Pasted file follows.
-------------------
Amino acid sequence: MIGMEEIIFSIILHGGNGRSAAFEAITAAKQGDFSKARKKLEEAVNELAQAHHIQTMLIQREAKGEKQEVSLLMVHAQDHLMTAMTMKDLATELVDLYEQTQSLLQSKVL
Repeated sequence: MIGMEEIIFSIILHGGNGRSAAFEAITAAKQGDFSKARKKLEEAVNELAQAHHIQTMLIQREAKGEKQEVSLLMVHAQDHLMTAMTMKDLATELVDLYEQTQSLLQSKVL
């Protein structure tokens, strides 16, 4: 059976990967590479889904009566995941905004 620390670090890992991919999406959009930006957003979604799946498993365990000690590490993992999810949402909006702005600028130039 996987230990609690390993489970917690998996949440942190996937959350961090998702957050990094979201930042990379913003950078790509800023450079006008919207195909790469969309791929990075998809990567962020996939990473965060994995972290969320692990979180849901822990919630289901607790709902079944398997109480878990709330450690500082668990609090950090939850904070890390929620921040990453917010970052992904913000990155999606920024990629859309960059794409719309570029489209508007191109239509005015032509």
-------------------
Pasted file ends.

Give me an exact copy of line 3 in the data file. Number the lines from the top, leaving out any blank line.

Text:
């Protein structure tokens, strides 16, 4: 059976990967590479889904009566995941905004 620390670090890992991919999406959009930006957003979604799946498993365990000690590490993992999810949402909006702005600028130039 996987230990609690390993489970917690998996949440942190996937959350961090998702957050990094979201930042990379913003950078790509800023450079006008919207195909790469969309791929990075998809990567962020996939990473965060994995972290969320692990979180849901822990919630289901607790709902079944398997109480878990709330450690500082668990609090950090939850904070890390929620921040990453917010970052992904913000990155999606920024990629859309960059794409719309570029489209508007191109239509005015032509």